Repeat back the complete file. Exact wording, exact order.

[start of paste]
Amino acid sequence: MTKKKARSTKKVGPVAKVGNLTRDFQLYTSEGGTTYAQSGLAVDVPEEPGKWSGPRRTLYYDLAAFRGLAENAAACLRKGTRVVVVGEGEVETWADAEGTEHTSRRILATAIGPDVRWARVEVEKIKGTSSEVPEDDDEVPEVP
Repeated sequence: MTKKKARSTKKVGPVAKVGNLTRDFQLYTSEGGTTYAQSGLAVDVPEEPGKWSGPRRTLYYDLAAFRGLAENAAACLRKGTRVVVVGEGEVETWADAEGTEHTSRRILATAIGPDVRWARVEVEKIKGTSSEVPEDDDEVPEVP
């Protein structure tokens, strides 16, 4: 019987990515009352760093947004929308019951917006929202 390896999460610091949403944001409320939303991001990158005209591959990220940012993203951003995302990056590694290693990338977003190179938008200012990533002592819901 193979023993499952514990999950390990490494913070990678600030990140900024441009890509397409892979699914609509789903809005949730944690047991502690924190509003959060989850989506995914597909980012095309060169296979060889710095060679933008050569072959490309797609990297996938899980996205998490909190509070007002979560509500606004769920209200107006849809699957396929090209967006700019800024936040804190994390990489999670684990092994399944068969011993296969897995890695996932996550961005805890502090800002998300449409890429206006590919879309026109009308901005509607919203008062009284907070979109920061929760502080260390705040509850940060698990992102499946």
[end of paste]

Amino acid sequence: MTKKKARSTKKVGPVAKVGNLTRDFQLYTSEGGTTYAQSGLAVDVPEEPGKWSGPRRTLYYDLAAFRGLAENAAACLRKGTRVVVVGEGEVETWADAEGTEHTSRRILATAIGPDVRWARVEVEKIKGTSSEVPEDDDEVPEVP
Repeated sequence: MTKKKARSTKKVGPVAKVGNLTRDFQLYTSEGGTTYAQSGLAVDVPEEPGKWSGPRRTLYYDLAAFRGLAENAAACLRKGTRVVVVGEGEVETWADAEGTEHTSRRILATAIGPDVRWARVEVEKIKGTSSEVPEDDDEVPEVP
């Protein structure tokens, strides 16, 4: 019987990515009352760093947004929308019951917006929202 390896999460610091949403944001409320939303991001990158005209591959990220940012993203951003995302990056590694290693990338977003190179938008200012990533002592819901 193979023993499952514990999950390990490494913070990678600030990140900024441009890509397409892979699914609509789903809005949730944690047991502690924190509003959060989850989506995914597909980012095309060169296979060889710095060679933008050569072959490309797609990297996938899980996205998490909190509070007002979560509500606004769920209200107006849809699957396929090209967006700019800024936040804190994390990489999670684990092994399944068969011993296969897995890695996932996550961005805890502090800002998300449409890429206006590919879309026109009308901005509607919203008062009284907070979109920061929760502080260390705040509850940060698990992102499946």